This section of your resume should focus on your professional experience. You should typically list the places you’ve worked for in reverse chronological order. However, there are also other formats you can use for your resume — like the skill based format or the combination format.
If you do choose to list your experience in reverse chronological order, start with the latest position you held. When describing your experience, mention the name of the company, your position and elaborate on the responsibilities you had — especially, if they are relevant to the job you are applying for now.
This section should include relevant degrees, courses and other qualifications. Start with your highest degree. If you have specific academic achievements, you can also mention them here. If you graduated from university, there’s no need to mention you finished high school.
Plus, include any other relevant certification you’ve received. Keep in mind, however, that you don’t have to mention extra certifications and degrees that are not relevant to the job you are applying for. Furthermore, if your list of courses and certifications is long, put it in the Additional information section, but if you took only one relevant to the job course, you can mention it in this section.
This section is a great opportunity to add more information that might make you stand out. Add any details you believe might help you land the job. For example, you can elaborate on some personal qualities you possess that make you the best choice for the job. If you have professional references, this can also be a good place to include them. Write that you have references available and who they are from — but you may want to include your full list of references as a separate document.
Tips for writing a product manager resume
Now that we’ve covered the structure of your resume, let’s take a look at some best practices to keep to when writing it.
- First, keep your resume short — no longer than a page. Most hiring managers are very busy people. In fact, they probably won’t read your whole resume — at least at first. Instead, they will scan it looking for keywords and information they are interested in. But now that you know this, this gives you a chance to strategically organize the content in your resume so that the right words jump off the page.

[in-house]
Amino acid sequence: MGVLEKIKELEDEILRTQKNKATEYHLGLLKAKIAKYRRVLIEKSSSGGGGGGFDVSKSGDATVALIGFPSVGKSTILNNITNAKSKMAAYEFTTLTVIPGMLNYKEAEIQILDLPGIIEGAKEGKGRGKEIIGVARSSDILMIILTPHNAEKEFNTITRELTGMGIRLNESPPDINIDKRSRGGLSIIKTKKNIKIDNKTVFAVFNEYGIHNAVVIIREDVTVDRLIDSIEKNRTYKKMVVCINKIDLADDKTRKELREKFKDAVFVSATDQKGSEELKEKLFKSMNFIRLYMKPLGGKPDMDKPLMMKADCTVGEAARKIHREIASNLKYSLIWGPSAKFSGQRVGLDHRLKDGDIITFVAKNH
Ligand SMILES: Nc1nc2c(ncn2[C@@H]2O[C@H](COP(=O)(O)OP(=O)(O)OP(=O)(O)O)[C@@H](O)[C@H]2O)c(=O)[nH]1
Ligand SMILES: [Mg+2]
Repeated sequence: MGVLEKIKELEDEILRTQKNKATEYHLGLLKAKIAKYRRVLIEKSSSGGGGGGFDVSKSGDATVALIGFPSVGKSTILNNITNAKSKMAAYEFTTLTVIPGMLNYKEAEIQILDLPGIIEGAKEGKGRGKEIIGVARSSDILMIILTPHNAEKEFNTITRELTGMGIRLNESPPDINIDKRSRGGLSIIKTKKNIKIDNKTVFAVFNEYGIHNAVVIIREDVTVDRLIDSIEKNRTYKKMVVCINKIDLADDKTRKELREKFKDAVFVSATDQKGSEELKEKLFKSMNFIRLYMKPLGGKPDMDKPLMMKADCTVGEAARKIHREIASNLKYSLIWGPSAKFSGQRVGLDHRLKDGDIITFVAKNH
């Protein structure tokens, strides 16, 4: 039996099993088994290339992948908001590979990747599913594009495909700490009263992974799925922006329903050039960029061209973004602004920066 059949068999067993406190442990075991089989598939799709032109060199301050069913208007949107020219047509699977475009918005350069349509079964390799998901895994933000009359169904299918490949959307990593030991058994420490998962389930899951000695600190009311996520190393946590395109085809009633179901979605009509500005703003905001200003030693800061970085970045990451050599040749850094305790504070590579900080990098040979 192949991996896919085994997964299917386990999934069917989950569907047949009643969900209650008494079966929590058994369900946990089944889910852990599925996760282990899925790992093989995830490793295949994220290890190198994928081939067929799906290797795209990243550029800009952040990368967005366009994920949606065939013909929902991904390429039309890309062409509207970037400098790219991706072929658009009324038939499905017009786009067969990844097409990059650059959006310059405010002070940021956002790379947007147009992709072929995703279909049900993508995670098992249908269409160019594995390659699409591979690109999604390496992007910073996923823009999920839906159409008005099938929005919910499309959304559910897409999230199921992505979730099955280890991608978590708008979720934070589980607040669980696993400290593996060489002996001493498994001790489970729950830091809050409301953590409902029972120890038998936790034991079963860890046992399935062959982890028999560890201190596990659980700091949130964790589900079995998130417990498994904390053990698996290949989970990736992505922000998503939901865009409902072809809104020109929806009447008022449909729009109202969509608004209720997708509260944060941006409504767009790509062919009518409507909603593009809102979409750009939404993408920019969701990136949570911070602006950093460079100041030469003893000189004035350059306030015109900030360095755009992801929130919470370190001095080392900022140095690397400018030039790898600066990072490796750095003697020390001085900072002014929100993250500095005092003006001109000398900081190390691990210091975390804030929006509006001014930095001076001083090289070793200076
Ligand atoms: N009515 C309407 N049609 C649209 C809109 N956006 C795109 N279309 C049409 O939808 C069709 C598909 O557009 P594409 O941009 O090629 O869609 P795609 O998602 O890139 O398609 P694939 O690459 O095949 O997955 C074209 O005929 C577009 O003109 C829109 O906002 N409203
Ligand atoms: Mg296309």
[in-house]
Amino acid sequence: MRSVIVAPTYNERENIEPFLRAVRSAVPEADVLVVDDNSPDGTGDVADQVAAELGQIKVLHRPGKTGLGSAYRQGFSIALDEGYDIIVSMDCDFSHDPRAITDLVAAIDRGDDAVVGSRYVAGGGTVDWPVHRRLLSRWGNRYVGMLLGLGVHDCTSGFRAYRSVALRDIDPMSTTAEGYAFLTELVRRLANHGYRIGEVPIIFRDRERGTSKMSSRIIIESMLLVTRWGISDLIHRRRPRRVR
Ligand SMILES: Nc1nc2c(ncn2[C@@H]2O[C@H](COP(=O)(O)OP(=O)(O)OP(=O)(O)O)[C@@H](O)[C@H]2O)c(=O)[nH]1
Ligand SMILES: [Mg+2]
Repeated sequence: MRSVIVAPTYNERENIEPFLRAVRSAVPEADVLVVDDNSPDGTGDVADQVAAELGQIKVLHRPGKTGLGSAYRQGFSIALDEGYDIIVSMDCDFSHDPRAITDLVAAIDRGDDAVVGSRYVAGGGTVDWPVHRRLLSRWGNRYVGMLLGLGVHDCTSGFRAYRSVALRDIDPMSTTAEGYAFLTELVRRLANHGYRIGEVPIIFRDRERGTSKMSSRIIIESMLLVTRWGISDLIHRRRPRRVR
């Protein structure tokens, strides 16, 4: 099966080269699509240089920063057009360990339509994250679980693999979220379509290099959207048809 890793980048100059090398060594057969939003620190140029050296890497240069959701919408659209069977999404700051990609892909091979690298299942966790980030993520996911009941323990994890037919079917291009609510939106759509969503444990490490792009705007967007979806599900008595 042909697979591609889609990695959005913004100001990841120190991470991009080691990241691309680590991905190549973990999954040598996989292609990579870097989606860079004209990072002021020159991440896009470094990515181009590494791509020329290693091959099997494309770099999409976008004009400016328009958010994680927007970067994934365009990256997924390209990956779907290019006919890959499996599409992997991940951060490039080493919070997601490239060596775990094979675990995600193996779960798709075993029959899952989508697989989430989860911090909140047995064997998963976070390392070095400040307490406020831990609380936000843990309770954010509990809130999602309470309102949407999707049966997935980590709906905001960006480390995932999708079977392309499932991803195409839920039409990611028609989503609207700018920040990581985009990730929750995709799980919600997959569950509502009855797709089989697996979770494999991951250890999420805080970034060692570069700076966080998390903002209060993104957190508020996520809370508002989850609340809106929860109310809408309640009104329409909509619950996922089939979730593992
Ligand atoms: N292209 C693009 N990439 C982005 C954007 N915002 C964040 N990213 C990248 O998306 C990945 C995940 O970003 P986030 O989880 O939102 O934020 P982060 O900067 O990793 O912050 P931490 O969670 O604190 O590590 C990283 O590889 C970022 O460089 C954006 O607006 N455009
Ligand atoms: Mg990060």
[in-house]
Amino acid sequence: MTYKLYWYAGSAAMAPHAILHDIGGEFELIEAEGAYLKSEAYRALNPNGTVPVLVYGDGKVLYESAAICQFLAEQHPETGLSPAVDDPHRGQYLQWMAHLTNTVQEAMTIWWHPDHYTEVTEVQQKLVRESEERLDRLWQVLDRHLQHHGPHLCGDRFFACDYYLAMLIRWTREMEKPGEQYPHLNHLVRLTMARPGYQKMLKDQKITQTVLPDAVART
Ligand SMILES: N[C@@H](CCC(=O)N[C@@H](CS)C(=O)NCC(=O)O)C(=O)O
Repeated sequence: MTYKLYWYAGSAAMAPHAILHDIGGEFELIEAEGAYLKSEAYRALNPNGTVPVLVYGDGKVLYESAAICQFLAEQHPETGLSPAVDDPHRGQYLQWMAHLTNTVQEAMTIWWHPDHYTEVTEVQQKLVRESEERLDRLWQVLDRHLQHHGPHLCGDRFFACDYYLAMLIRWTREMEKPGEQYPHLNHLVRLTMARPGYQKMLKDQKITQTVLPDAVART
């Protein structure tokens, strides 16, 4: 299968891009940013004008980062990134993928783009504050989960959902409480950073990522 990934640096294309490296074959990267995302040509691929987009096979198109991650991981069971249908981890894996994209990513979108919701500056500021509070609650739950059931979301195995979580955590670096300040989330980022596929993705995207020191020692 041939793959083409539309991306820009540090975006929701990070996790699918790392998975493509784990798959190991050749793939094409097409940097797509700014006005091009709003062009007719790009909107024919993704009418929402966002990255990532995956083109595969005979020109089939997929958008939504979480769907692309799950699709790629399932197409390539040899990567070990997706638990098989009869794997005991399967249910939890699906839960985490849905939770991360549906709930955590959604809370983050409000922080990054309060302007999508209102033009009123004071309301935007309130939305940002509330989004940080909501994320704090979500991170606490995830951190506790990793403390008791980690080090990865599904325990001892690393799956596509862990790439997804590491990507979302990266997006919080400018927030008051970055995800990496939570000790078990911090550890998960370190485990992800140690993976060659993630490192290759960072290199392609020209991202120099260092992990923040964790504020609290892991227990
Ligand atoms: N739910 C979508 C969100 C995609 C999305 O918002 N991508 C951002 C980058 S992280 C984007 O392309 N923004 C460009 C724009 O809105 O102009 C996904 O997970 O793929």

- Be as specific as possible. Your resume is not a place to generalize and write abstract ideas. Use numbers, reference specific projects and company names, explain your achievements and more.
- Use a standard font for your resume. Avoid oversaturating it with bright colors, images and other visuals.
- Unless otherwise specified, send out your resume in PDF format. This is the standard format for resumes and cover letters and it is compatible with most systems and devices.
Product manager resume example
Summing things up
- To apply for a coveted position in your field, you will need a powerful resume and a convincing cover letter.
- The following sections are the most common in a resume: name and contact details, summary, professional experience, education and additional information (optional).
- Keep your resume short and to the point — no longer than a page.
- Tailor your resume to the position you are applying for. Re-read the job description and make sure it reflects what the company is looking for. It is better to include the same keywords and phrases as used in the job description to highlight your expertise.
Learn about link how to write a resume.
Product Manager cover letter
An ideal resume is a combination of content that would allow you to stand out and format that is
ATS-friendly, neat and comfortable to read. Learn more about writing the perfect resume here, and be sure to
check out expert tips on creating an effective Product Manager cover letter to go with your resume.
Go to cover letter
Samantha Goode is an HR practitioner who also has a background in marketing. She specializes in diversity training in the workplace and wants to share her knowledge by writing meaningful and compelling blog posts. During the weekends, you’ll find Sam in hole-in-the-wall cafes.